In a previous article1 I listed the recipients of the 20 gold medals commissioned by the Royal Society. This third and final article lists the 110 members who ordered one or more of the silver medal commemorating Captain Cook.
Most Royal Society members had probably never met Captain Cook and were purchasing a medal out of respect for the loss of another Fellow. However, amongst their number are several for whom Cook was more than just a name.
Sir Joseph BANKS, who made the largest purchase, ordered 23 medals to present to his friends.
Dr. Charles BURNEY is best known for his musical connections. He was also the father of James Burney who served under Cook twice. He was also father-in-law to Molesworth Phillips the lieutenant of marines on the Third Voyage.
Alexander DALRYMPLE, who had aspired to lead the Royal Society’s First Voyage.
Dr. Richard KAYE, the friend of Joseph Banks, who offered to look after Mrs Cook whilst her husband was away on the Third Voyage. Cook named an Alaskan Island after him.
Andrew KIPPIS, who several years later become Cook’s first biographer.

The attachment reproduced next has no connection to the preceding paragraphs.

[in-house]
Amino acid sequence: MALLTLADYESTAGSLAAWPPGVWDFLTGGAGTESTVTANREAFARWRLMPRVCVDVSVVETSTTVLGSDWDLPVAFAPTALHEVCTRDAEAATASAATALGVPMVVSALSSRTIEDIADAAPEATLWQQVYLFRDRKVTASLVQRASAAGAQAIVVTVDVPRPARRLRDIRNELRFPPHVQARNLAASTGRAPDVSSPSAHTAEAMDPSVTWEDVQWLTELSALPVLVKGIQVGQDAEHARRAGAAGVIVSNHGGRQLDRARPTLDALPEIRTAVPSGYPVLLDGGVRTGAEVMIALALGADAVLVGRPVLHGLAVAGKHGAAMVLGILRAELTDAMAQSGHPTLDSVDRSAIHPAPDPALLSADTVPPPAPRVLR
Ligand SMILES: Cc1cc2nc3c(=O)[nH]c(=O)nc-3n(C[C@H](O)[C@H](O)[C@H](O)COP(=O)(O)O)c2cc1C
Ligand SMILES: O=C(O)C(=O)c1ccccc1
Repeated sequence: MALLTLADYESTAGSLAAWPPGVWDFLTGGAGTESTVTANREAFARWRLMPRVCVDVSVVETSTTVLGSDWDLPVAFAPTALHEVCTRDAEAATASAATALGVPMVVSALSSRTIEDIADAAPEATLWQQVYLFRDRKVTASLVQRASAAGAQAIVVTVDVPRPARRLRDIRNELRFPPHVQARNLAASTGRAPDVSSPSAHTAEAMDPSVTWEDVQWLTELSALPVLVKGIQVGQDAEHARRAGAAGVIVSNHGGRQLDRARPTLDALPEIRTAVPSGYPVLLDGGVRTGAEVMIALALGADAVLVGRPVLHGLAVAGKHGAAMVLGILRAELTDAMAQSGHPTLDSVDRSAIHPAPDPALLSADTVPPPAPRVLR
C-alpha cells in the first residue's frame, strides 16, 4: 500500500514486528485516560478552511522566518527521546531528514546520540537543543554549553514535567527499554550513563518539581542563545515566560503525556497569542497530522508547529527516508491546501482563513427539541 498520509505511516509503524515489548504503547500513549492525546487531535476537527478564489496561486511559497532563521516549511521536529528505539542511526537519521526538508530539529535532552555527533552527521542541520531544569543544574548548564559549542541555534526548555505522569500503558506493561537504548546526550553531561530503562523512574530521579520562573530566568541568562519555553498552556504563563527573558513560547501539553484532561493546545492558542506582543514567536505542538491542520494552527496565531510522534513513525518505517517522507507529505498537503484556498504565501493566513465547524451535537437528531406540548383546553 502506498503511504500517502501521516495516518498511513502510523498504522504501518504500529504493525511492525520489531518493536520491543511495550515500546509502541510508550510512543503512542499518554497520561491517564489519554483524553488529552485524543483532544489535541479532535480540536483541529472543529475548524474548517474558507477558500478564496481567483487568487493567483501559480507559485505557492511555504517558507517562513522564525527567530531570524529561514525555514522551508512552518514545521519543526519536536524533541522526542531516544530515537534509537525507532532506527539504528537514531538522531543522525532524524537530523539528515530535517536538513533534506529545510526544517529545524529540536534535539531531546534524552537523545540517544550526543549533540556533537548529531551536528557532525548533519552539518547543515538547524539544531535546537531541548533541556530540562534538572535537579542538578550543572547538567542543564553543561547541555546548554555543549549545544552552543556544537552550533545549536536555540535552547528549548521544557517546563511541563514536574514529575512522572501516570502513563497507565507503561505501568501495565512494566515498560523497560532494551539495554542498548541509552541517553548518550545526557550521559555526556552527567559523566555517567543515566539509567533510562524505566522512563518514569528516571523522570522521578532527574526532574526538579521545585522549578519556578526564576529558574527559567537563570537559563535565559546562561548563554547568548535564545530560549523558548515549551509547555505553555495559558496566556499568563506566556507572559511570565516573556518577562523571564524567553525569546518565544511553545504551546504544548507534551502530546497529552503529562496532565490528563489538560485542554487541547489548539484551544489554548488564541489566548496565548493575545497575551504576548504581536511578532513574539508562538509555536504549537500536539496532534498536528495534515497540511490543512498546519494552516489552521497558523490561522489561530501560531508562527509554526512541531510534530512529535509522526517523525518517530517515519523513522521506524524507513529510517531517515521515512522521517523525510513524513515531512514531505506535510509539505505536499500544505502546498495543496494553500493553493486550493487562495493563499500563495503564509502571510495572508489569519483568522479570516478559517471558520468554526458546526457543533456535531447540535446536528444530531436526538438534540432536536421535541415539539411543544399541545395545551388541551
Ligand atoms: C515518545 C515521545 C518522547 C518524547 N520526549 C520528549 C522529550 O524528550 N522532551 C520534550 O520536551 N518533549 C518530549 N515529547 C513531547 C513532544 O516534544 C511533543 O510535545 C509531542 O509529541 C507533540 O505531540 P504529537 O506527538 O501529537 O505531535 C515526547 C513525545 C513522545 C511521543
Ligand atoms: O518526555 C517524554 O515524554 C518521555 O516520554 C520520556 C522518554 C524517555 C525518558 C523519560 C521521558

Sir Ashton LEVER, the collector of artefacts and natural history specimens from Cook’s voyages. He established the Leverian Museum in London in the 1780s.
Dr. Nevil MASKELYNE, the Astronomer Royal.
Dr. Paul Henry MATY, librarian at the British Museum and secretary of the Royal Society. He was also brother-in-law to Captain Charles Clerke.
William WALES, the astronomer on the Second Voyage ordered 18 medals. Wales was not a wealthy man who could afford to order so many medals for himself. It is assumed that he was purchasing a number of medals on behalf of his shipmates.
The number in brackets, adjacent to each member’s name, indicates how many silver medals they purchased from the Society.
The Royal Society’s record of who ordered a silver medal, differs from their record of who paid for a medal, which in turn differs from their list of who actually received a medal.
The above table has been compiled from my analysis of all of the available records. It may still contain some errors as the number of medals in the table totals 296, whereas Pingo’s invoices show only 291 silver medals were struck!
The situation is confused even more by the result of a subsequent stock-take at the Royal Society. This revealed that 22 silver medals were still held in stock in February 1789.
Unless Pingo had struck an additional and unrecorded quantity of medals, it appears that some of the members of the Royal Society failed to collect their medals.
Originally published in Cook's Log, page 29, volume 32, number 2 (2009).
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